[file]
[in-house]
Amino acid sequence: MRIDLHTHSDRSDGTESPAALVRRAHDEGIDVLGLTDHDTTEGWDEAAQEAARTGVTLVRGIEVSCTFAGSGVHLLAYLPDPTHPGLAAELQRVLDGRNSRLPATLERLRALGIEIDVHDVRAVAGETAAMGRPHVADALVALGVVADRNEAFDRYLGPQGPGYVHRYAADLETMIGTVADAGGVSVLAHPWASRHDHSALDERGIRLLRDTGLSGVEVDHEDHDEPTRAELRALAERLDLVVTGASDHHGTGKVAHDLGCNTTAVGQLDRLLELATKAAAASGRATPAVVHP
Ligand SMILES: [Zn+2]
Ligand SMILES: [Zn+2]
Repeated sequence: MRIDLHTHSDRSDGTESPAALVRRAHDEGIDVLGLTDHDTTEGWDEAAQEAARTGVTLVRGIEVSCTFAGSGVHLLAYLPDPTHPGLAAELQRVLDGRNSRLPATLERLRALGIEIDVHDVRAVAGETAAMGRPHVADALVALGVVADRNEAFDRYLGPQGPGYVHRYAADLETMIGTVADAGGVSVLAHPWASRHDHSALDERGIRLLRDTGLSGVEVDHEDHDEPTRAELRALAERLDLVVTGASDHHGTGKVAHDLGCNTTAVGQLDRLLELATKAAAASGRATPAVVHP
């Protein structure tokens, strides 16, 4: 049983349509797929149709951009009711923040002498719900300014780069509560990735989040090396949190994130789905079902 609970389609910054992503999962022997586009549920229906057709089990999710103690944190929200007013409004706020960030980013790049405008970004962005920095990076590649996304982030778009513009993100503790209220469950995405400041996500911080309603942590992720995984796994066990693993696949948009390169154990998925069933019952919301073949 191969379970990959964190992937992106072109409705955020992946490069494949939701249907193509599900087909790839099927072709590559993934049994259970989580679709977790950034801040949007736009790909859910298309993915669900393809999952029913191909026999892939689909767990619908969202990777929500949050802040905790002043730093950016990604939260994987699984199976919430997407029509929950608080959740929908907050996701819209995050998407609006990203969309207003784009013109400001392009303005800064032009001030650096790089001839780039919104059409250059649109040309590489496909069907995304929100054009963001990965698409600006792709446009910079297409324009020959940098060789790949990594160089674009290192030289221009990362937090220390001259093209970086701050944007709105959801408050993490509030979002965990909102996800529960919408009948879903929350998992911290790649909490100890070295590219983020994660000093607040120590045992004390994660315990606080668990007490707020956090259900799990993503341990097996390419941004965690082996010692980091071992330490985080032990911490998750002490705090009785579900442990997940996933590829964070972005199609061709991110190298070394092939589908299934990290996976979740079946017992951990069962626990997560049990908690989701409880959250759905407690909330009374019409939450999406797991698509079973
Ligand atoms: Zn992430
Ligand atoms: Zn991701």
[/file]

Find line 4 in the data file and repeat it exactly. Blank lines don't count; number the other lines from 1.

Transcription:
Ligand SMILES: [Zn+2]